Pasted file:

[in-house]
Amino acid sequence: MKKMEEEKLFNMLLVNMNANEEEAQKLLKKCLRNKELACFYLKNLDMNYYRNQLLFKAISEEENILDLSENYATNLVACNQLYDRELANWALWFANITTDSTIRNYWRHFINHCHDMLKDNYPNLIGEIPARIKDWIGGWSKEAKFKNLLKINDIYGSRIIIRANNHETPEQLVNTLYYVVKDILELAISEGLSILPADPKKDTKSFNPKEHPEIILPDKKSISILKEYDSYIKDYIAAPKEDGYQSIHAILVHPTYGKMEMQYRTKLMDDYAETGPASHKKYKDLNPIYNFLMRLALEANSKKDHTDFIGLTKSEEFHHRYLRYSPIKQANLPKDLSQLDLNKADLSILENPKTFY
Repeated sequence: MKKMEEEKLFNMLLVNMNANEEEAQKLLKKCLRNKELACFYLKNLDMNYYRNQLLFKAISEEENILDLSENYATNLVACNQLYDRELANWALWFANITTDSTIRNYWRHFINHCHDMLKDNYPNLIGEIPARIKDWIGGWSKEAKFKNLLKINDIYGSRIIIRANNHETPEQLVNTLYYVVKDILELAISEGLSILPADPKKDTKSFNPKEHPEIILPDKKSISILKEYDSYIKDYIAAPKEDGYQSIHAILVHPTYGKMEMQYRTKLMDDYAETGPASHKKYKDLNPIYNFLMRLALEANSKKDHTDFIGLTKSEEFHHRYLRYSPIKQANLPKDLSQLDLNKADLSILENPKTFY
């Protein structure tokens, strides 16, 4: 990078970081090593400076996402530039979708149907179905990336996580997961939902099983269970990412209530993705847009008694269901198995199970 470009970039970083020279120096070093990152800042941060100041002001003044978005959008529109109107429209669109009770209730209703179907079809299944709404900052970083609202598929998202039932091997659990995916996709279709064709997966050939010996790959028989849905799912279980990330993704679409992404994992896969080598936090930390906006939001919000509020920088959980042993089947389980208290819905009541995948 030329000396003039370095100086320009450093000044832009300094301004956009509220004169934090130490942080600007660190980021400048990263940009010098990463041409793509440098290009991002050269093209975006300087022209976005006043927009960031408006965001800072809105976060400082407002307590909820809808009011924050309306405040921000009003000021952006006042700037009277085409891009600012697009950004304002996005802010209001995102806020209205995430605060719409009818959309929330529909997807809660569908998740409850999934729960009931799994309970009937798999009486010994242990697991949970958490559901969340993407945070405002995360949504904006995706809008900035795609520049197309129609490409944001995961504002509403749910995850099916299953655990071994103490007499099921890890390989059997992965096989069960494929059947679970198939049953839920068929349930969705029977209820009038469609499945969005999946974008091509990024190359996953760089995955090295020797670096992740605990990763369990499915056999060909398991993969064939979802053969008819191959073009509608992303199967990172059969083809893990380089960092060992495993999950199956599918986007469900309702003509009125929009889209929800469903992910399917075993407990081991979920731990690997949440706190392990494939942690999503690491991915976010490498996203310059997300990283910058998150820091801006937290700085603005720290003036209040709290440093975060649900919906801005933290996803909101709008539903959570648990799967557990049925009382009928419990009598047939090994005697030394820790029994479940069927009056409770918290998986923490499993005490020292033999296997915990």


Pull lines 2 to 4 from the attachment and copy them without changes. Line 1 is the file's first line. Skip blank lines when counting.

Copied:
Amino acid sequence: MKKMEEEKLFNMLLVNMNANEEEAQKLLKKCLRNKELACFYLKNLDMNYYRNQLLFKAISEEENILDLSENYATNLVACNQLYDRELANWALWFANITTDSTIRNYWRHFINHCHDMLKDNYPNLIGEIPARIKDWIGGWSKEAKFKNLLKINDIYGSRIIIRANNHETPEQLVNTLYYVVKDILELAISEGLSILPADPKKDTKSFNPKEHPEIILPDKKSISILKEYDSYIKDYIAAPKEDGYQSIHAILVHPTYGKMEMQYRTKLMDDYAETGPASHKKYKDLNPIYNFLMRLALEANSKKDHTDFIGLTKSEEFHHRYLRYSPIKQANLPKDLSQLDLNKADLSILENPKTFY
Repeated sequence: MKKMEEEKLFNMLLVNMNANEEEAQKLLKKCLRNKELACFYLKNLDMNYYRNQLLFKAISEEENILDLSENYATNLVACNQLYDRELANWALWFANITTDSTIRNYWRHFINHCHDMLKDNYPNLIGEIPARIKDWIGGWSKEAKFKNLLKINDIYGSRIIIRANNHETPEQLVNTLYYVVKDILELAISEGLSILPADPKKDTKSFNPKEHPEIILPDKKSISILKEYDSYIKDYIAAPKEDGYQSIHAILVHPTYGKMEMQYRTKLMDDYAETGPASHKKYKDLNPIYNFLMRLALEANSKKDHTDFIGLTKSEEFHHRYLRYSPIKQANLPKDLSQLDLNKADLSILENPKTFY
């Protein structure tokens, strides 16, 4: 990078970081090593400076996402530039979708149907179905990336996580997961939902099983269970990412209530993705847009008694269901198995199970 470009970039970083020279120096070093990152800042941060100041002001003044978005959008529109109107429209669109009770209730209703179907079809299944709404900052970083609202598929998202039932091997659990995916996709279709064709997966050939010996790959028989849905799912279980990330993704679409992404994992896969080598936090930390906006939001919000509020920088959980042993089947389980208290819905009541995948 030329000396003039370095100086320009450093000044832009300094301004956009509220004169934090130490942080600007660190980021400048990263940009010098990463041409793509440098290009991002050269093209975006300087022209976005006043927009960031408006965001800072809105976060400082407002307590909820809808009011924050309306405040921000009003000021952006006042700037009277085409891009600012697009950004304002996005802010209001995102806020209205995430605060719409009818959309929330529909997807809660569908998740409850999934729960009931799994309970009937798999009486010994242990697991949970958490559901969340993407945070405002995360949504904006995706809008900035795609520049197309129609490409944001995961504002509403749910995850099916299953655990071994103490007499099921890890390989059997992965096989069960494929059947679970198939049953839920068929349930969705029977209820009038469609499945969005999946974008091509990024190359996953760089995955090295020797670096992740605990990763369990499915056999060909398991993969064939979802053969008819191959073009509608992303199967990172059969083809893990380089960092060992495993999950199956599918986007469900309702003509009125929009889209929800469903992910399917075993407990081991979920731990690997949440706190392990494939942690999503690491991915976010490498996203310059997300990283910058998150820091801006937290700085603005720290003036209040709290440093975060649900919906801005933290996803909101709008539903959570648990799967557990049925009382009928419990009598047939090994005697030394820790029994479940069927009056409770918290998986923490499993005490020292033999296997915990």